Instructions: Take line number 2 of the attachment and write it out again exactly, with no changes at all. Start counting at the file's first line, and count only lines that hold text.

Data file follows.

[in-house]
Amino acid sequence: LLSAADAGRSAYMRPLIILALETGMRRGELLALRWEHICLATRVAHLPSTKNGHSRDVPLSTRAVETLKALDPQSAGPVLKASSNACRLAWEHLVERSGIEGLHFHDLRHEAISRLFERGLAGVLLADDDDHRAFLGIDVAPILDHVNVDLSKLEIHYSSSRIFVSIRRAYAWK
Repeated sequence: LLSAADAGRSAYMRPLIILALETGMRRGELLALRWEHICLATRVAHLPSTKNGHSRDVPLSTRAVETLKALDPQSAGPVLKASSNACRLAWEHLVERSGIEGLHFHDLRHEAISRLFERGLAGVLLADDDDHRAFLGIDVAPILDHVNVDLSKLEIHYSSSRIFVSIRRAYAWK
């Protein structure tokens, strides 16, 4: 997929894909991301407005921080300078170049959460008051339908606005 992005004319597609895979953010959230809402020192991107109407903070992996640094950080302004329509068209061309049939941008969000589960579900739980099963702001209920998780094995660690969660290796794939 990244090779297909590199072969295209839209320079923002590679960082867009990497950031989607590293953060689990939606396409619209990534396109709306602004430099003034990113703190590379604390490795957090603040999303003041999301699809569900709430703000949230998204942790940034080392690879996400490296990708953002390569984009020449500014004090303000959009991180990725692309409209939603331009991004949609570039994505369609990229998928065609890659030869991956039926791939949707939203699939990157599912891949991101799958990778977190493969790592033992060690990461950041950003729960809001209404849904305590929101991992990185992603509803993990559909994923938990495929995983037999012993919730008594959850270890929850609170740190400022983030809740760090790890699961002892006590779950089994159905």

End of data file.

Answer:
Amino acid sequence: LLSAADAGRSAYMRPLIILALETGMRRGELLALRWEHICLATRVAHLPSTKNGHSRDVPLSTRAVETLKALDPQSAGPVLKASSNACRLAWEHLVERSGIEGLHFHDLRHEAISRLFERGLAGVLLADDDDHRAFLGIDVAPILDHVNVDLSKLEIHYSSSRIFVSIRRAYAWK